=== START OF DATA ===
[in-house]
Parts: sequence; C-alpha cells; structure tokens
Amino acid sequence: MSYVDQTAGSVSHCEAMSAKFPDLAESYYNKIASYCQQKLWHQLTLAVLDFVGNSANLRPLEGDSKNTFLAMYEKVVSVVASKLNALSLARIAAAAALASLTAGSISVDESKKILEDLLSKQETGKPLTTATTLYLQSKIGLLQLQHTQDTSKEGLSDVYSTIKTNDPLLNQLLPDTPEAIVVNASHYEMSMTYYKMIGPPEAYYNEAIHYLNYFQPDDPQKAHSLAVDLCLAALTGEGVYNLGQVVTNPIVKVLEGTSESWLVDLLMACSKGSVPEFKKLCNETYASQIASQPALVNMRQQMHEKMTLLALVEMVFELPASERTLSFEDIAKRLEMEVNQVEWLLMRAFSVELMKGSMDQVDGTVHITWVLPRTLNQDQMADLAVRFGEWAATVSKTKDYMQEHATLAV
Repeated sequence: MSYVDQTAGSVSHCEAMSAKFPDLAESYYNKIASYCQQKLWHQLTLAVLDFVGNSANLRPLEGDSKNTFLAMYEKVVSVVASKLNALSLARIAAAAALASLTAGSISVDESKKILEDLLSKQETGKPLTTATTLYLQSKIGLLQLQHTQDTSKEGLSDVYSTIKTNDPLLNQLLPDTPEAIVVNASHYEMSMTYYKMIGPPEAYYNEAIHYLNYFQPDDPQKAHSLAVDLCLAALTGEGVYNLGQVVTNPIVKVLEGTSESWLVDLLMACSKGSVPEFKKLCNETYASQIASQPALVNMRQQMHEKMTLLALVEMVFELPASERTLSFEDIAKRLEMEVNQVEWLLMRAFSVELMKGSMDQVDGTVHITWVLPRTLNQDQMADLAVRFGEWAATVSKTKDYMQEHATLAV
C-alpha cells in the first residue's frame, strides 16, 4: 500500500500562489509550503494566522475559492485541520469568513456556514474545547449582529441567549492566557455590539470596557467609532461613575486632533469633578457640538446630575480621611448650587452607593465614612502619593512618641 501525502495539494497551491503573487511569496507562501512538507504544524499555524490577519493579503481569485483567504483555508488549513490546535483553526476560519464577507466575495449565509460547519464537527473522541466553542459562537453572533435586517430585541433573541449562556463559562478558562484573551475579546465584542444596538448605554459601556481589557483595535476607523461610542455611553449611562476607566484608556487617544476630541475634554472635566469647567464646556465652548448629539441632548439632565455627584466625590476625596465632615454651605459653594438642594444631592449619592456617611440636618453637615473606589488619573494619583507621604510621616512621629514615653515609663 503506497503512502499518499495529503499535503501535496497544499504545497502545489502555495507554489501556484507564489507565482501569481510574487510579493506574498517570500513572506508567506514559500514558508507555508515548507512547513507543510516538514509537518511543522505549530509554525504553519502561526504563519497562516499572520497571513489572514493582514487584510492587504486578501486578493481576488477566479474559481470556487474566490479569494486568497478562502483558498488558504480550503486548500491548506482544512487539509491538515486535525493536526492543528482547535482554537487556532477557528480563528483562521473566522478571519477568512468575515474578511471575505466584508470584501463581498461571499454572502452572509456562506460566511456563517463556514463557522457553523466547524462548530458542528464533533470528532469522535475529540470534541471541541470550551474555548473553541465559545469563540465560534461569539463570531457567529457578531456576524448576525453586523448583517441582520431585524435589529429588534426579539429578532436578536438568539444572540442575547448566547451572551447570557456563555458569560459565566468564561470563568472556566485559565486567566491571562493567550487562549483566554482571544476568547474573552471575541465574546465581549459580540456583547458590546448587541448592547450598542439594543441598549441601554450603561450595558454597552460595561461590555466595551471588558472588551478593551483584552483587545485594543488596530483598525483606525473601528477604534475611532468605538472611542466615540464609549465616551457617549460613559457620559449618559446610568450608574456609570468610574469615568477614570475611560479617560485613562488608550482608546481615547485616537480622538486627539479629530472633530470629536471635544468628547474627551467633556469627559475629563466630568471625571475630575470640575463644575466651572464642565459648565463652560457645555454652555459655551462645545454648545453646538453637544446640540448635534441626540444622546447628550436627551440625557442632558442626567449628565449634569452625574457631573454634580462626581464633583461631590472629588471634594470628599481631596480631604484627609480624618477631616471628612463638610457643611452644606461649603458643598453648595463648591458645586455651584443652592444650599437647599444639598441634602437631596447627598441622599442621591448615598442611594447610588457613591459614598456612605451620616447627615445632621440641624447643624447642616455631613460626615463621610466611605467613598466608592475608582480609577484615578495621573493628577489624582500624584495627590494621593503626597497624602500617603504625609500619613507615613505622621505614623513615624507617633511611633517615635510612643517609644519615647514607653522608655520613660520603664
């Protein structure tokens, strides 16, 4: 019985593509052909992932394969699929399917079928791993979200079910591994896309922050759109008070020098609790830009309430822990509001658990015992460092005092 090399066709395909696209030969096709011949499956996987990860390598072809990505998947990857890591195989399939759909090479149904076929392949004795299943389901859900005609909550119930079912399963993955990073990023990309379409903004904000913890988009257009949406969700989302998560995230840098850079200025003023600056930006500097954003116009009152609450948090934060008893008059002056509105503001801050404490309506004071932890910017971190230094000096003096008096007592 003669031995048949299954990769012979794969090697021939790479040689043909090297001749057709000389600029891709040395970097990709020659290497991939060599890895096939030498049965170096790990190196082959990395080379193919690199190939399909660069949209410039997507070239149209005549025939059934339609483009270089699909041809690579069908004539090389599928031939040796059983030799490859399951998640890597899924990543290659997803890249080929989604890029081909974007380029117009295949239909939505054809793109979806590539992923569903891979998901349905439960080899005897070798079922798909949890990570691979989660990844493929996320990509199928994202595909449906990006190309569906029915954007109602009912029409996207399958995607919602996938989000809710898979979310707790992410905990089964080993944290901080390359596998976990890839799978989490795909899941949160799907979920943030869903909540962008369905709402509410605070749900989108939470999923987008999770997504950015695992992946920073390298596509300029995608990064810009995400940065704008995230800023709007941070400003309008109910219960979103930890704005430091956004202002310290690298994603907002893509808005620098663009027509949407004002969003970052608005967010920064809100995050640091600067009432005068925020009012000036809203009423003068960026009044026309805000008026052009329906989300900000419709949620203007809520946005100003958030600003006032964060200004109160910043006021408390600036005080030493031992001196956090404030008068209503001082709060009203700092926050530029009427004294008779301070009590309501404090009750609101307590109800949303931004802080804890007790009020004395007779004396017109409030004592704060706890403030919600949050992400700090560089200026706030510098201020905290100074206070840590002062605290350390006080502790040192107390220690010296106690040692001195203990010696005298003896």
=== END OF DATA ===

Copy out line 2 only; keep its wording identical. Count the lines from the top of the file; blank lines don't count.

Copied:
Parts: sequence; C-alpha cells; structure tokens